h _ = (undefined,undefined)

h' :: C -> (A,B)
h' _ = undefined

We have f = fst . h and f = fst . h' and g = snd . h and g = snd . h'. The pair of arrows f,g to A and B is not uniquely determining an arrow h to (A,B) since h' is also a possibility. If there is no unicity the pair is not a categorical product in Hask.

# 3. Coproduct

If you reverse the direction of arrows in the product definition you get the definition of a coproduct.

In Haskell, the coproduct of A and B may be defined with an union type (no recursion in the type):

data C a b = InLeft a | InRight b

In category theory it is written : A + B

It is not really a coproduct because of problems related to undefined. But, let's assume it is a coproduct to explain with some Haskell code the meaning of the coproduct definition.

Since we reversed the direction of arrows to get the coproduct, the fst and snd functions used to project AxB on A and B are now replaced by functions from A to A+B and B to A+B. These functions are just:

InLeft :: a -> C a b
InRight :: b -> C a b

The meaning of the coproduct is : each time you have arrows from A to C and B to C then you can replace them by an arrow from A+B to C.

f :: a -> c
g :: b -> c

h :: (a -> c) -> (b -> c) -> (C a b -> c)
h f g = \x -> case x of
InLeft a -> f a
InRight b -> g b

This function is nothing more than the Haskell either function.

The coproduct is the first object with arrows from a and b since any other object with arrows from a and b has an arrow from the coproduct.

With product and coproduct we can write any Haskell data type in a different way. For instance,

data C a = Z (Int,a) | B

can be written a x Int + 1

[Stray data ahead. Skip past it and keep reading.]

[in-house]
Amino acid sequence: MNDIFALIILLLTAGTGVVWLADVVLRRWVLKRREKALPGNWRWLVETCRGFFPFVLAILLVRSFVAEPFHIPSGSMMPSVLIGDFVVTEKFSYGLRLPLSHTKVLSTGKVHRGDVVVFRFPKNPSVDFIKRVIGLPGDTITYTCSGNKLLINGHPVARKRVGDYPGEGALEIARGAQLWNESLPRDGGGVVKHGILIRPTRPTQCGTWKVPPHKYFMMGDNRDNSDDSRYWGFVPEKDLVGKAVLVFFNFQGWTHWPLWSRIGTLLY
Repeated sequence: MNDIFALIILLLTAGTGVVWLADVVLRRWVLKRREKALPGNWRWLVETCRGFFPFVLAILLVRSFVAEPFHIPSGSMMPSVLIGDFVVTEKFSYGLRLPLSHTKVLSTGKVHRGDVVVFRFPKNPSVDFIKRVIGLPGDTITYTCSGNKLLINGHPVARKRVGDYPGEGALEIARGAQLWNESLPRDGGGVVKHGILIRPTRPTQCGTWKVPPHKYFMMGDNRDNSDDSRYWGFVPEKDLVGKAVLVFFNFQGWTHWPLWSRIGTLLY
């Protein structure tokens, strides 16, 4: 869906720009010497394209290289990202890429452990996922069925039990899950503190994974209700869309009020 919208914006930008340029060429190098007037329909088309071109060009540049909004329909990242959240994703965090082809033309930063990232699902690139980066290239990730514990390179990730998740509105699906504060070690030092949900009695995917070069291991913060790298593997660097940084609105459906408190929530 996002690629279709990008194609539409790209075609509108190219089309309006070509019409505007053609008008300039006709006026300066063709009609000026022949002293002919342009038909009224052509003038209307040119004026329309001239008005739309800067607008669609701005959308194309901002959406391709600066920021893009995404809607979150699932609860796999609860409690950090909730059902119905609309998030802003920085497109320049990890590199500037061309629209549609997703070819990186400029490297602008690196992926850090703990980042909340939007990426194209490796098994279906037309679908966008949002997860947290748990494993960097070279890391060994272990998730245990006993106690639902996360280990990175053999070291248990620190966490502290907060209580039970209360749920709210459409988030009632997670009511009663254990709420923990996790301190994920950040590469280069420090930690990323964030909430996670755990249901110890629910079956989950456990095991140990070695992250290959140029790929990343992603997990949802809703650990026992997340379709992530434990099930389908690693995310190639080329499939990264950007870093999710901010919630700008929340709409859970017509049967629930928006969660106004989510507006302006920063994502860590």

a x Int is not difficult to understand since we have a pair.

+ is the choice between Z or B. But, why is B replaced by 1 ? Because there is only one value equal to B. But I can't define a type containing just that value.

data B = B

is containing B of type B and undefined of type B. So, I cannot create this data C from a type (Int,A) and a type B. But, if it was possible then that type B having only one value would be a terminal object that is generally noted 1 in category theory since it is playing the role of a singleton.

If I am insisting on other ways to write the data type it is because it will be useful when I introduce functors and zippers later.

# 4. Equalizer

An equalizer is another very useful categorical definition. It is given by the following diagram. An equalizer is an object E and and arrow e such that:

f . e = g . e

and any other arrow h such that

f . h = g . h

is in fact given by an arrow to E.

So, an equalizer is the most general solution to an equation f = g.

In Hask it is not always possible to find an equalizer.

# 5. Functor

I will write a lot about functors in my next post. They are key to define algebras, coalgebras, monads etc... Here, I am just giving the definition and the fun will really start with the next post.

A functor is a magical tool allowing to travel from one universe (a category) to another universe.

For instance, we may have a functor from Set to Hask or another one from Hask to Ocaml or ...

A functor is thus the specification of a transformation on the objects and on the arrows.

If:

f :: A -> B
g :: B -> C

are arrows and objects in a category X, then F is a functor from X to Y if

F(A) and F(B) and F(C)

are objects in a category Y ;

F(g . f) = F(g) . F(f)

and

F(id_A) =id_F(A)

The identity arrow from A to A is transformed into the identity arrow from F(A) to F(A) for each object A.

Note that in the given definition nothing prevents X and Y from being equal.

list is a functor from Hask to Hask with an action on types and on Haskell functions. We will see it next time what it means.

(This post was imported from my old blog. The date is the date of the import. The comments where not imported.)